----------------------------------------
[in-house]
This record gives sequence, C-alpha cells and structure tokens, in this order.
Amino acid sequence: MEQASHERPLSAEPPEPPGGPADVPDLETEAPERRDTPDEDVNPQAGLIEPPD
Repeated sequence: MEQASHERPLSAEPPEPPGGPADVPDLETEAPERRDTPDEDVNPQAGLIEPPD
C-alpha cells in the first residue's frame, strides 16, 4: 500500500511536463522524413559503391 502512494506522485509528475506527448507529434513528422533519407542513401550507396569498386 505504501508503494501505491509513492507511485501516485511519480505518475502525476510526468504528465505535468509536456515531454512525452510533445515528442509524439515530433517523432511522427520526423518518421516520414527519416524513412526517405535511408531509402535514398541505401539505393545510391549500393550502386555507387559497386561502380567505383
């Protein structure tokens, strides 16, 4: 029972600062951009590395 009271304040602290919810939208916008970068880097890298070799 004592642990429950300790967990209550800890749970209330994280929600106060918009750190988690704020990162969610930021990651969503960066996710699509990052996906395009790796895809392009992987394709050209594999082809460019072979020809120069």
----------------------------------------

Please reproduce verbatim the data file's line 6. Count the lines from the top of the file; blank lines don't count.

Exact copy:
């Protein structure tokens, strides 16, 4: 029972600062951009590395 009271304040602290919810939208916008970068880097890298070799 004592642990429950300790967990209550800890749970209330994280929600106060918009750190988690704020990162969610930021990651969503960066996710699509990052996906395009790796895809392009992987394709050209594999082809460019072979020809120069």